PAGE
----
| |

Inhibitor May Reduce Mesothelioma Fluid and Prolong Survival


A drug based on a naturally-occurring cell growth inhibitor may boost the effectiveness of chemotherapy against mesothelioma fluid buildup.

The drug, called Endostar, is based on endostatin, a compound derived from human collagen. In the body, endostatin acts as an anti-angiogenic agent, preventing the kind of vascular development that cancer cells need to grow and thrive. By effectively choking off the natural formation of tumor-feeding blood vessels, Endostar aims to ‘starve’ mesothelioma cells and shrink tumors.

In an article detailing a recent Endostar case study, researchers in China report on its ability to relieve one of the most life-limiting symptoms of mesothelioma – excessive fluid buildup. As mesothelioma cells spread across internal membranes, such as the pleura (around the lungs) or peritoneum (lining the abdomen), they can trigger the body to produce excess fluid. As fluid builds up in the pleural and peritoneal cavities, mesothelioma patients may experience pain and discomfort and be unable to draw a deep breath.

To determine whether Endostar’s anti-angiogenic properties would have any effect on pleural and ascetic fluid, the Chinese team administered the drug in combination with a mesothelioma patient’s chemotherapy regimen. The test subject was a 43-year-old man with advanced malignant pleural mesothelioma. Writing in the Italian-based Journal of Chemotherapy, the research team described the patient’s response this way –  “The addition of Endostar to the gemcitabine-cisplatin regimen gave a prompt and significant improvement of clinical symptoms and disappearance of ascites.”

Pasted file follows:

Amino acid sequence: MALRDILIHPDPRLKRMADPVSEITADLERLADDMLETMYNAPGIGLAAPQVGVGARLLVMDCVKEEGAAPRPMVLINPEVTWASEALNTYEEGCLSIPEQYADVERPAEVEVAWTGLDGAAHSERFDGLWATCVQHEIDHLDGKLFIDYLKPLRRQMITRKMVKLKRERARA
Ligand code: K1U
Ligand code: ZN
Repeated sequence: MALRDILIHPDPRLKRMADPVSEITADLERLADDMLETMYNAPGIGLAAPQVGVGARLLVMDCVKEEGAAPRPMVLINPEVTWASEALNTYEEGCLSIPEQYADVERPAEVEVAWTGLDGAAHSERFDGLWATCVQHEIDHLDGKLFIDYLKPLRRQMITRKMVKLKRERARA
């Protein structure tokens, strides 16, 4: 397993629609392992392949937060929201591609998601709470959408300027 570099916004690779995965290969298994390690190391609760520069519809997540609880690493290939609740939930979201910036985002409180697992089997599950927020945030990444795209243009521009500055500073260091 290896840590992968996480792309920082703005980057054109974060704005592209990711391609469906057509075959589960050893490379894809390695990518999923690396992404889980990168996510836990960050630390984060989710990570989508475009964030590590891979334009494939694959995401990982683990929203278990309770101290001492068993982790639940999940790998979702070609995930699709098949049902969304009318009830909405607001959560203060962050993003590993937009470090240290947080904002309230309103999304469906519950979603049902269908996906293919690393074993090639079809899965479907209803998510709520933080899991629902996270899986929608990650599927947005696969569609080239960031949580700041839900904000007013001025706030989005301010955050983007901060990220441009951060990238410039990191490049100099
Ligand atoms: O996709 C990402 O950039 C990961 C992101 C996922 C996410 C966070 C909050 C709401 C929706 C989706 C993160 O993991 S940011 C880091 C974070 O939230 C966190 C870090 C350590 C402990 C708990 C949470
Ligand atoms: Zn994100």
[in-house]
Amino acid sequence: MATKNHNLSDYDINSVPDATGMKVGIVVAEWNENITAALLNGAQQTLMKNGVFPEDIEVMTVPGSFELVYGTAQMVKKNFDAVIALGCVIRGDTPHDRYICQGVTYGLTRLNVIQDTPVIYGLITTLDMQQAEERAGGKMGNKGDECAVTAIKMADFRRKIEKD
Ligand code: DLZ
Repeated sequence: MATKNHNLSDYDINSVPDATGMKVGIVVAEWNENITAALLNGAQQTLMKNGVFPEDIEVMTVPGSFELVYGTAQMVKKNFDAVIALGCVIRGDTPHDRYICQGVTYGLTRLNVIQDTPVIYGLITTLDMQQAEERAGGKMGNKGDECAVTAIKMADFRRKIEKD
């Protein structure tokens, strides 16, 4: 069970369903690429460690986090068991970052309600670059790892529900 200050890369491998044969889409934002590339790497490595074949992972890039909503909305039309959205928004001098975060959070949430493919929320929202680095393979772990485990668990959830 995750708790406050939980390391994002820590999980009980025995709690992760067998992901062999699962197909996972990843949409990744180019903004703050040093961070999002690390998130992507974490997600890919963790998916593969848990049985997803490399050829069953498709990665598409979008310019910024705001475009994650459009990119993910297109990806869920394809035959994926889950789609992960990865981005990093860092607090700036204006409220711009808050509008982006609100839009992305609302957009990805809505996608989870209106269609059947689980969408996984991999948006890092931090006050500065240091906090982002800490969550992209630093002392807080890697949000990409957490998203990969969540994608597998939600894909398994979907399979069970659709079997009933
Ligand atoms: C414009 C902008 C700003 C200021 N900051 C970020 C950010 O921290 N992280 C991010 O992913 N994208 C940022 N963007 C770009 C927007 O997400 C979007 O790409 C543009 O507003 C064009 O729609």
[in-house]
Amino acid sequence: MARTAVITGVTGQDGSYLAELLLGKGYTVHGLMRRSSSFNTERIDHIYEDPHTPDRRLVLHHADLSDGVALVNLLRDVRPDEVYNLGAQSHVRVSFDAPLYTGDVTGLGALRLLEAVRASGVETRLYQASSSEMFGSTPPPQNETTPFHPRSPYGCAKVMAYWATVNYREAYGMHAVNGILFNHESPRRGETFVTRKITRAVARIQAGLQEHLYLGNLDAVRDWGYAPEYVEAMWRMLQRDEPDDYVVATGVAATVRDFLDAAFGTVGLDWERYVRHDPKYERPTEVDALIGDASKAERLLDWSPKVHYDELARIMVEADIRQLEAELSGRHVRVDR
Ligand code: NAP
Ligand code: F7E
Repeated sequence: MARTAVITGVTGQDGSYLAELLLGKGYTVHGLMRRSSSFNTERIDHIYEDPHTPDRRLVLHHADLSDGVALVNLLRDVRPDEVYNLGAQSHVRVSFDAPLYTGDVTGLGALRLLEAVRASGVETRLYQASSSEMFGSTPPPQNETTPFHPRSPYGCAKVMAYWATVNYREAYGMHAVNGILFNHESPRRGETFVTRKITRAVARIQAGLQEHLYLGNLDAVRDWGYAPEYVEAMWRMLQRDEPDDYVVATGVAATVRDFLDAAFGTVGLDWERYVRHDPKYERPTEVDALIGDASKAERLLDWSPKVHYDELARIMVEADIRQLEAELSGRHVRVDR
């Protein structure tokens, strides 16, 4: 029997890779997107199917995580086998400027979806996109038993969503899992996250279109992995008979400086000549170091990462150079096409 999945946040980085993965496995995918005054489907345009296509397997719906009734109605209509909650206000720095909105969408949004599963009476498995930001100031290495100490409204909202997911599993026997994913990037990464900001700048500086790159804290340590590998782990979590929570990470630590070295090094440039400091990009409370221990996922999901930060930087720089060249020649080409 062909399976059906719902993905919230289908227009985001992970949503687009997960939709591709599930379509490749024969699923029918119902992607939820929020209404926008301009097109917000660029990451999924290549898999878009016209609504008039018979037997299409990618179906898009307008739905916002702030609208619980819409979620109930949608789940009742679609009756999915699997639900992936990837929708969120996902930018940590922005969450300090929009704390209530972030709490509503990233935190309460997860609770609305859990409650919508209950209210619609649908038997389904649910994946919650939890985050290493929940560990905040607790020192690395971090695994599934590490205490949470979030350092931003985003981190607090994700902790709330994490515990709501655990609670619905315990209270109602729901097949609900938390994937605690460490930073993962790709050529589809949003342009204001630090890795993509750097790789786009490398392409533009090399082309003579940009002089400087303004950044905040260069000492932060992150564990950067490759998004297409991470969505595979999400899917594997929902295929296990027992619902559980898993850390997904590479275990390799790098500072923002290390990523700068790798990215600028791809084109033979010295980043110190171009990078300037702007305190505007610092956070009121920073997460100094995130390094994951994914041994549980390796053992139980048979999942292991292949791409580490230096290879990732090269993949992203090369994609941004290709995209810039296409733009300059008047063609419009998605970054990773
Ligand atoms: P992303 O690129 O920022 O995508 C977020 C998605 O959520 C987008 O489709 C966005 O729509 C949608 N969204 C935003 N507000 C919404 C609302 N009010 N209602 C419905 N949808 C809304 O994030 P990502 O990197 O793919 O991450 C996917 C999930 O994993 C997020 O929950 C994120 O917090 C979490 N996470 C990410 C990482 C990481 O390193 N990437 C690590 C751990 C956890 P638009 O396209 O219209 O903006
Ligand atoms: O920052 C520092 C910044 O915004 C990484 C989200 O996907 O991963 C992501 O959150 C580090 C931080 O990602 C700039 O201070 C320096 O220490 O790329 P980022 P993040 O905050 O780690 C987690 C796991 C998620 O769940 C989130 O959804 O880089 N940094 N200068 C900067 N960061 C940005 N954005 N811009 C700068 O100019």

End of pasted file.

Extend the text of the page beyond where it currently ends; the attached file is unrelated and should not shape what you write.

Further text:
But the news gets even better. Although many mesothelioma patients do not live beyond a year after diagnosis, the patient on the Endostar/chemotherapy combination was still progression-free after 27 months. The results prompted the Chinese researchers to recommend that Endostar be further explored in combination with chemotherapy for mesothelioma, “especially its effect on pleural and ascitic fluid”.

Endostatin was first studied in the U.S. by Boston cancer surgeon Dr. Judah Folkman. Currently, Endostar is only licensed for used in China, where it was approved by the State Food and Drug Administration for the treatment of mesothelioma and other cancers in 2005. According to Cancer Therapy China, the makers of Endostar have engaged in talks with U.S. pharmaceutical firms but no deal has yet been arranged for U.S. distribution.


Chen, X et al, “Recombinant human endostatin (endostar) decreased recurrent ascites, pleural fluid and ascitic VEGF in a case of advanced mesothelioma”, 2012, Journal of Chemotherapy.
Endostar – Antiangiogenesis Therapy, Cancer Therapy China website.

Similar Posts